Move your toddler into a big toddler bed with these 5 easy tips

If you’ve got an escape artist on your hands, it’s probably time for the legendary “big crib.” The transition from a cradle moving to a toddler bed is a time of change – for both of you. Also, it can be difficult for your little one to adjust to their new bed. So how do you make sure your child is safe and the transition goes as smoothly as possible? This can be a bit tricky; that’s why we’ve put together a list of tips to help you through the process.

When is my toddler ready for a big toddler bed?

Most experts recommend changing beds after age three. Three-year-olds typically have the behavioral control and communication skills to handle change. Every child is different, so there’s no magic date when you should move them to a big toddler bed. When you choose to replace the bassinet depends on your child’s development.

One of the most significant signs that your child is ready for their next bed is if they can get out of their crib. This usually happens when the height of the crib railing is less than three quarters of its height. Once they can get out, it’s impossible to hold them back. Another marker you can look for is whether your toddler can sleep on their own at night or if they request a large toddler bed.

5 tips for moving your toddler into their big crib

1. Make sure the time is right

The first is obvious, but you don’t want to rush this process. It’s a big change and a lot of freedom found. If they aren’t ready for this, it will be a headache for you in the long run. They need to understand the boundaries of the new bed, and you need to be consistent in enforcing them.

You don’t want to switch beds during big changes, like potty training or the start of daycare. If your child has trouble sleepingtry to solve these problems before introducing other modifications.

If there’s a sibling on the way, that introduces a kind of timeline. We understood; the last thing you want to do is buy another crib. It’s best to start the transition about two to three months before the baby arrives. That way, they settled into their new big kid’s bed before the newest one joined the family.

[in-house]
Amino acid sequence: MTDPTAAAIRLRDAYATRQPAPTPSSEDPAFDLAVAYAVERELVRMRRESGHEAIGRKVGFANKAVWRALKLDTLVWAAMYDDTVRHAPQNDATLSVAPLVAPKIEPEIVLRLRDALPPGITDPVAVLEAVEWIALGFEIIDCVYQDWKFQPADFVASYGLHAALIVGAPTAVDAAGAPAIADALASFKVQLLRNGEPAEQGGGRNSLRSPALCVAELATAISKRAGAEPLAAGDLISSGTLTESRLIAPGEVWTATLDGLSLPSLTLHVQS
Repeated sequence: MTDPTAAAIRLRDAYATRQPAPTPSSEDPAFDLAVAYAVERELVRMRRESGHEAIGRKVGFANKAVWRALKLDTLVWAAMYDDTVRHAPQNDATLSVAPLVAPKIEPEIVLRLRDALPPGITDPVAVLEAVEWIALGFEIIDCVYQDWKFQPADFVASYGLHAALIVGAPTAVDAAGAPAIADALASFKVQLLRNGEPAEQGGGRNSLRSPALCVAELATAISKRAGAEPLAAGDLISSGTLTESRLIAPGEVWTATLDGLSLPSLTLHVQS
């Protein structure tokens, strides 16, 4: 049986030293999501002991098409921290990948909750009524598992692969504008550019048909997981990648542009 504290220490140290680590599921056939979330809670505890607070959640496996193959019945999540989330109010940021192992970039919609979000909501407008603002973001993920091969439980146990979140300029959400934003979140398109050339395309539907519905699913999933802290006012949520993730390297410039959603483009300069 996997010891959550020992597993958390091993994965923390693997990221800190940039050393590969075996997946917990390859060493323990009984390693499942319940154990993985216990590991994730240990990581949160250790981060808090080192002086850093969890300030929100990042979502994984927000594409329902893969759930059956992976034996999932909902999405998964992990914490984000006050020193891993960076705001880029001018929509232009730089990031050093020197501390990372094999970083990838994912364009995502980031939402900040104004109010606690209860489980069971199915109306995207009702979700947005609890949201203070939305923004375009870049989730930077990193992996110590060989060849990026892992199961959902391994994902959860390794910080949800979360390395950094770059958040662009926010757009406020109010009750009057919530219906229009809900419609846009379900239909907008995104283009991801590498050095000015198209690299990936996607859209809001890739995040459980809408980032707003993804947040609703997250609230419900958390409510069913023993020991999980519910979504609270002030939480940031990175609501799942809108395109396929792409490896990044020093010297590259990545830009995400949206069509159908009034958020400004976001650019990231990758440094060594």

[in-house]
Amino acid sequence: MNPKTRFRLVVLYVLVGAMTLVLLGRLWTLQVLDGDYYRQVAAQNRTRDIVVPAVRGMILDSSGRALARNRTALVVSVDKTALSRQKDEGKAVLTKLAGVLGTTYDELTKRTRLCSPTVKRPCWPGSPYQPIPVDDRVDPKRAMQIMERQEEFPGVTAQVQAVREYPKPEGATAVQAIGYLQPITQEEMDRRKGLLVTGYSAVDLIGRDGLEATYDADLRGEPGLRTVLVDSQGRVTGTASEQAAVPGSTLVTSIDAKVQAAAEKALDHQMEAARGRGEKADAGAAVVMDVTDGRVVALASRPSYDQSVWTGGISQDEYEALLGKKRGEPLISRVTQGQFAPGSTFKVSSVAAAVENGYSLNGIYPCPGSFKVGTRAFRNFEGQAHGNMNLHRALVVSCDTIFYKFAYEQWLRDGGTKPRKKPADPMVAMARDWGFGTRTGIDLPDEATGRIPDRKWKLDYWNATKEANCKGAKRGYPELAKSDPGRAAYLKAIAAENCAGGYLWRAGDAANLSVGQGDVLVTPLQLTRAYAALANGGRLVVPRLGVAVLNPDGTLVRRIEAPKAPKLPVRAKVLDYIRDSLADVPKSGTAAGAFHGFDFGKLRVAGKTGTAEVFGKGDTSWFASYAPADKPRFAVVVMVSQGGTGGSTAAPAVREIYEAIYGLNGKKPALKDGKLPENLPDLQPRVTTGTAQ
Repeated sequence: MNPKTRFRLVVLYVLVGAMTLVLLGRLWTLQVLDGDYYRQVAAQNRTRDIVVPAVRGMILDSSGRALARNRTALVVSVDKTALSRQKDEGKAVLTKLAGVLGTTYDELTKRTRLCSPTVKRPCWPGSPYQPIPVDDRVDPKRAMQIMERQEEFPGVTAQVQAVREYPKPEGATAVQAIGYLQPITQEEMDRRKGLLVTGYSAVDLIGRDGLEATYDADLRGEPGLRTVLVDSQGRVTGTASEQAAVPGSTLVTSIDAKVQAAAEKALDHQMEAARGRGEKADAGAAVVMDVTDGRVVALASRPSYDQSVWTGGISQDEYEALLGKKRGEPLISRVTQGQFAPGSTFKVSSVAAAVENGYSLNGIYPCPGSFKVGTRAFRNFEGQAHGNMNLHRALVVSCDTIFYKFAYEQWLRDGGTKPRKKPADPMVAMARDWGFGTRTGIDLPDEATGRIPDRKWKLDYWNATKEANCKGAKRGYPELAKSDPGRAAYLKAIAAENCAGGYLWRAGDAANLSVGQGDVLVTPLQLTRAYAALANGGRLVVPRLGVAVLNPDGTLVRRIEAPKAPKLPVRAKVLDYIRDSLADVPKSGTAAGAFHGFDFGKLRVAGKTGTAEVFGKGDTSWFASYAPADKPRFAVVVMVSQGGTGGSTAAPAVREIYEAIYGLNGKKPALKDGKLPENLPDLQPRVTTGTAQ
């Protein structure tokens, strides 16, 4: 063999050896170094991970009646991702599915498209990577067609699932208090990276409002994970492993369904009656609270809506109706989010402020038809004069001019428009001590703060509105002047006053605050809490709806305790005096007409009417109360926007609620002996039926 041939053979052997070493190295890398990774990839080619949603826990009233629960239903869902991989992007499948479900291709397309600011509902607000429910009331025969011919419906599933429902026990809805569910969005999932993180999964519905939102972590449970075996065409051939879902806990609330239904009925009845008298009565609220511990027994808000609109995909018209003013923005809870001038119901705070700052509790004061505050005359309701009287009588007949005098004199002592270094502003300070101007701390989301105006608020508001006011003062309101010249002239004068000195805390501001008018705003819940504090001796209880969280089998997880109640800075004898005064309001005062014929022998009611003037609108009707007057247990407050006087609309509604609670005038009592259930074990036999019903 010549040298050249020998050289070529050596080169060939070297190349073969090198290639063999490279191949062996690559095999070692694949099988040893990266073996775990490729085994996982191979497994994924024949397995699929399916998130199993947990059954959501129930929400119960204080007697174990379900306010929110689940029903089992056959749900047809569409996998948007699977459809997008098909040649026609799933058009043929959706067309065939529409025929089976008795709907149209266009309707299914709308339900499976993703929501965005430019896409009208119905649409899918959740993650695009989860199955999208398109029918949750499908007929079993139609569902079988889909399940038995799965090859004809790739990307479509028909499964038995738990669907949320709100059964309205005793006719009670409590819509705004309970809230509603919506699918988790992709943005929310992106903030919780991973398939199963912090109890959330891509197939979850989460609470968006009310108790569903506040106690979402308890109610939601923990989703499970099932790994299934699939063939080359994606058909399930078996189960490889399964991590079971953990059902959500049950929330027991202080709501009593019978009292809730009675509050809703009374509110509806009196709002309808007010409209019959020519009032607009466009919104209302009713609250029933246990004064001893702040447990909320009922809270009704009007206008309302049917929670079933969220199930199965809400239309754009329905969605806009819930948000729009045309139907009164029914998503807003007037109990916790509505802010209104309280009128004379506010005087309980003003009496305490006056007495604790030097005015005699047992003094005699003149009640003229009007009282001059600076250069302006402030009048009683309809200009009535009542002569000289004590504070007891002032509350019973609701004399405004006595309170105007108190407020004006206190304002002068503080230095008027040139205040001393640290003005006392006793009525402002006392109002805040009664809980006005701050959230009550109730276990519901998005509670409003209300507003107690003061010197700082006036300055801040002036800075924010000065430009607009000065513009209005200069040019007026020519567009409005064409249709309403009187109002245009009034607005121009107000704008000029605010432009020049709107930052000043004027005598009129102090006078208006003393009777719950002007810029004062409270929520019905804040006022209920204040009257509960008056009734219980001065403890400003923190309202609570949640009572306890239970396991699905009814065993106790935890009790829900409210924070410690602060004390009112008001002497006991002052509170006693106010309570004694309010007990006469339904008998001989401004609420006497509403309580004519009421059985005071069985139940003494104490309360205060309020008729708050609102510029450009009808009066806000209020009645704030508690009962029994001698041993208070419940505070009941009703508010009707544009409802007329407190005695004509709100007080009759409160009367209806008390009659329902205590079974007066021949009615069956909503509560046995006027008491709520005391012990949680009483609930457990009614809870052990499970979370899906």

2. Secure their room for children

Your child’s bedroom is probably safe enough already. The new freedom they have without your watchful eye can introduce new security risks that you may not be considering. A good trick is to think about things from the perspective of a wandering toddler.

Things to watch out for:

  • Toddlers are curious: Things like drawstrings and curtains are like a magnet for toddlers. Make sure they are out of their reach to make sure they don’t shoot them.
  • Toddlers like to climb: Whether it’s a chest of drawers or a bookcase, they’ll try to climb it. It’s important to secure all furniture to make sure nothing falls on it. Also make sure the windows are locked to prevent falls.
  • Toddlers touch everything: Make sure the sockets are covered so that little fingers cannot get into them.

3. Stick to the same bedtime routine

You probably already have a bedtime routine with your toddler. The good news is that you’ve already done the hard work. Now the only thing you need to worry about is keeping things consistent. By making sure their bedtime routine is the same, you prevent things from becoming overwhelming for them.

Two fathers tucking their daughter into her toddler bed

Getty Images/10,000 Hours

4. Train at nap time

No toddler is perfect for sleeping in a new bed. They may be nervous about their new bed or wander when they should be sleeping. Practicing sleeping in her big crib at nap time is a good way to help her adjust to her new environment without fear. Rewarding them for their good behavior is also a good idea. Try a sticker chart that shows how many days they slept in their new bed.

If you’re not ready to buy a new bed for them again, you can remove the front wall of their cradle. This will give you time to decide which bed is the best option for your child and will help them practice staying in bed without walls.

5. Expect it to be a process

You need to anticipate setbacks during this process. There will be times when they won’t stay in bed or cry because they’re scared. Patience is everything. Talk to your toddler about what’s going on to help him understand.

Including them in the process will help them feel in control of the changes. To help them take ownership (and excitement) of the process, you can let them choose something for their new bed, like a blanket, pillow, or stuffed animal.

The information in this article is for educational and informational purposes only and is not intended to constitute medical or health advice. Always consult a physician or other qualified health care provider with any questions you may have about a medical condition or health goals.

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